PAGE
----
With 193 rhinos killed by poachers in the first half of the year, South Africa is on track to set a sad record in 2011. If left unchecked, rhino poaching totals could break an all-time high of 333 rhinos killed in the country in what was a very bloody 2010.
Among those trying to stem the rising tide of poaching in Africa is David Hubbard, a resident agent in charge for the U.S. Fish and Wildlife Service who recently returned from teaching a course on wildlife criminal investigations at the State Department’s International Law Enforcement Academy (ILEA) in Gaborone, Botswana. Now in its 10th year, the two-week FWS program provides training for African law enforcement and wildlife officers on everything from endangered species law to investigative skills and evidence handling procedures.
Hubbard explained that the participants are taught how to work with informants, how to use different sources of information, how to conduct surveillance, how to conduct undercover operations and raids, etc. The FWS course was first offered at the ILEA Botswana campus in 2002 and has been completed by more than 300 students from 14 sub-Saharan African countries and is in heavy demand, according to J.O. Smith, ILEA Botswana academy director.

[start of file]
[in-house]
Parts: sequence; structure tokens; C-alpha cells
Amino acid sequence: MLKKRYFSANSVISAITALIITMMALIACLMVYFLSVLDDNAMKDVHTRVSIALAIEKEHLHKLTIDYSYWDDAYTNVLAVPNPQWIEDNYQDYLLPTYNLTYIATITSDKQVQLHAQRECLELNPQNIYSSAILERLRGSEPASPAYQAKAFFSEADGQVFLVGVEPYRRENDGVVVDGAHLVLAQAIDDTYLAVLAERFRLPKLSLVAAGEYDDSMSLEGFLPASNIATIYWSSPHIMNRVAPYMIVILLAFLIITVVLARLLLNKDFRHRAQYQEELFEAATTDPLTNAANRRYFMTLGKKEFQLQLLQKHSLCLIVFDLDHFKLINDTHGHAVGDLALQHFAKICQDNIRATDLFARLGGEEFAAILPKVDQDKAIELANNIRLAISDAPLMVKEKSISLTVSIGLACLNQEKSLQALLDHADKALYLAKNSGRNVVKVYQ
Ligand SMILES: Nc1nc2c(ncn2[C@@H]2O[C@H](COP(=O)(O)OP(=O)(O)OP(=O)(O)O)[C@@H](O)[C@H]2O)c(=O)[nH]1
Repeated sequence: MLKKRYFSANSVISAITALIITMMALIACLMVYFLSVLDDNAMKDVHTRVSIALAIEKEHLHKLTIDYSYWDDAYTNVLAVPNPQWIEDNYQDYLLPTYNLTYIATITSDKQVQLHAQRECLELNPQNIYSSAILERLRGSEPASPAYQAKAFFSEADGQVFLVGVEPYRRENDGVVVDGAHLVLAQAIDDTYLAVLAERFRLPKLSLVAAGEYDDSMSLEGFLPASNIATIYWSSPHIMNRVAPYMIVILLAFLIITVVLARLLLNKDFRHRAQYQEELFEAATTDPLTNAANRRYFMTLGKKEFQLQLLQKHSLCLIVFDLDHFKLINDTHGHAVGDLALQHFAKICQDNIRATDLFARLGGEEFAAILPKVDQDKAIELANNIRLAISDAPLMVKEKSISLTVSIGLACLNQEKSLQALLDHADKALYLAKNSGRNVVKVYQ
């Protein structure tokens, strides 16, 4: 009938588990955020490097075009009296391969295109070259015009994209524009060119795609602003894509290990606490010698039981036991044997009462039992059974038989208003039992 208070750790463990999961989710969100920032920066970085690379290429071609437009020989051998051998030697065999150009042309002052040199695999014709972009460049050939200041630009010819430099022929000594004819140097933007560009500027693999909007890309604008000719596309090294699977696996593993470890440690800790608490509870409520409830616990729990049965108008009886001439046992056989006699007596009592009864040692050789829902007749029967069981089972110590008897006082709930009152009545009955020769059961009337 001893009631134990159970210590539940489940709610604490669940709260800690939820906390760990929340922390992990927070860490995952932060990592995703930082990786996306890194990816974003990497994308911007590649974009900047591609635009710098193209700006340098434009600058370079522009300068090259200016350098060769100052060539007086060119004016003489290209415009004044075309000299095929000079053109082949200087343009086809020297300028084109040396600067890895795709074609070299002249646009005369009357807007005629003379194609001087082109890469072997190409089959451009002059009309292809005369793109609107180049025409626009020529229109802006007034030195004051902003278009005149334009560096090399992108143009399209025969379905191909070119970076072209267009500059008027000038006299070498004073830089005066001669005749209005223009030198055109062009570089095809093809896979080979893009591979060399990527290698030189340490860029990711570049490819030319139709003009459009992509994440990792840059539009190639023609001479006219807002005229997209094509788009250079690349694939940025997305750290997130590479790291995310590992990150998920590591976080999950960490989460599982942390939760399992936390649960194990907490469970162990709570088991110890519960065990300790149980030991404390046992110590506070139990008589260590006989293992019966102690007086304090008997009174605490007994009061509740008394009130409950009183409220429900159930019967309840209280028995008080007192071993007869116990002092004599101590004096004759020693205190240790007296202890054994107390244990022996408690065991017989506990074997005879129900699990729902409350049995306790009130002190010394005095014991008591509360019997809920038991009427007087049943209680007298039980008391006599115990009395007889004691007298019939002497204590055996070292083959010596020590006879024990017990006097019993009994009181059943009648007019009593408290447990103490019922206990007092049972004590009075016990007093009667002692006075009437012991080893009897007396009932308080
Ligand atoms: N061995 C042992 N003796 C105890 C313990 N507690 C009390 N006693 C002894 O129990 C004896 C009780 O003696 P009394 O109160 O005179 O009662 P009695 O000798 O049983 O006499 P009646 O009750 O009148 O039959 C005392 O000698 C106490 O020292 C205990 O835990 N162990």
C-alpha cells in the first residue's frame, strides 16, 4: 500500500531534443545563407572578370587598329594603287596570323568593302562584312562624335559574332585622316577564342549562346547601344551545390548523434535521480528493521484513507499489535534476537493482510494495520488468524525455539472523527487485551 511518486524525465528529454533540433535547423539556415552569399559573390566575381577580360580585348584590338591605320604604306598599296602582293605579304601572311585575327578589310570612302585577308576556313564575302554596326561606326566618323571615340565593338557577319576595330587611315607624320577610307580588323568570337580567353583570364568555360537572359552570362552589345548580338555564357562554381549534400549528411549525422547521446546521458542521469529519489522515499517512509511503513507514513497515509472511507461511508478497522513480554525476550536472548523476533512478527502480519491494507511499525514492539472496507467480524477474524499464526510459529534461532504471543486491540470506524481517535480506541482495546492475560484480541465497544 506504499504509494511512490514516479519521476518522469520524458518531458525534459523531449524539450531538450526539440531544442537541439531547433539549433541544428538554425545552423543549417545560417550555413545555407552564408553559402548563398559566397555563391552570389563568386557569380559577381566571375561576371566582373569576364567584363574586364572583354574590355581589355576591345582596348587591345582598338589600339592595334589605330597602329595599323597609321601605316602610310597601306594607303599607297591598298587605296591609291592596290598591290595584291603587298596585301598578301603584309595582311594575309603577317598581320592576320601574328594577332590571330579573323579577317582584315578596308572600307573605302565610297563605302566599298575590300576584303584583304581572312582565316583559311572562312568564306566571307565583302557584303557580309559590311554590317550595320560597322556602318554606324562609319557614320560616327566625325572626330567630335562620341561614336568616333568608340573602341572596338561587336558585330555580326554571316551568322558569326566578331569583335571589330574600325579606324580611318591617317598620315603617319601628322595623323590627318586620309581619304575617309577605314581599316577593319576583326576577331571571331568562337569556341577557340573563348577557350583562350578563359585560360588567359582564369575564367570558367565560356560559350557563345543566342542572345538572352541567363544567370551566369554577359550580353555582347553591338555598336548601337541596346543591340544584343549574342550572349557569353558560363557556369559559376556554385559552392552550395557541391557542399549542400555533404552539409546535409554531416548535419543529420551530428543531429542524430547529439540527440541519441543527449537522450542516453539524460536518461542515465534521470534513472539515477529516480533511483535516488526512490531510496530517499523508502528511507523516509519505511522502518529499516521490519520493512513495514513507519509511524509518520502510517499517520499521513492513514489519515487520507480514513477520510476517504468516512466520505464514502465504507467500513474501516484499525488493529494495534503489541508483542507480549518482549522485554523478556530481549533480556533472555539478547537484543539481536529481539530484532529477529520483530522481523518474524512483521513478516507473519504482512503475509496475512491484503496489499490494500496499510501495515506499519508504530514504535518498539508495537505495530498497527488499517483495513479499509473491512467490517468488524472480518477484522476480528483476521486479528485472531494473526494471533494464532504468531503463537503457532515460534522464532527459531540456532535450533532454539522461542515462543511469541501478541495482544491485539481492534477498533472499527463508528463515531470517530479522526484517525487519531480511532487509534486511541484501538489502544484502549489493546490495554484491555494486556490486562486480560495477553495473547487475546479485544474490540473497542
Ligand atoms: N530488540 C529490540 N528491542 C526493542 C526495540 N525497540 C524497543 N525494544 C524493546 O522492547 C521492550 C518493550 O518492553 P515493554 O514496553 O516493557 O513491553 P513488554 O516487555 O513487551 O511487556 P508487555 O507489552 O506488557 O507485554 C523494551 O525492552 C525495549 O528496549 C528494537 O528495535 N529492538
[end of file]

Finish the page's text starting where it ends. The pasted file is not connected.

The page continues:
Recent estimates blame illegal hunting for a nearly 10 percent decrease in the sub-Saharan elephant population each year. One of the hardest things to teach academy participants is that the best way to stem the tide isn’t necessarily by stopping the poacher from pulling the trigger. Hubbard says the big problem is the market. To find out where the money is going and how the product is moved, the poacher needs to be followed.
The black market trail most often leads to organized crime in China and Southwest Asia where rhino horns are valued in traditional medicines. In terms of total dollars spent around the globe, the wildlife black market is the 2nd largest black market next to the drug trade. Presently, an average-sized rhino horn will eventually collect about a quarter of a million dollars on the black market. But the poacher who originally killed a rhino for its horn may only make about $100 in the deal. “We’re not telling [our ILEA students] not to catch the poacher, but you need to work it from that point on,” Hubbard said. “You need to see what border it’s crossing. That involves working with your neighbors, working with INTERPOL and all their international partners to work this case to an end.”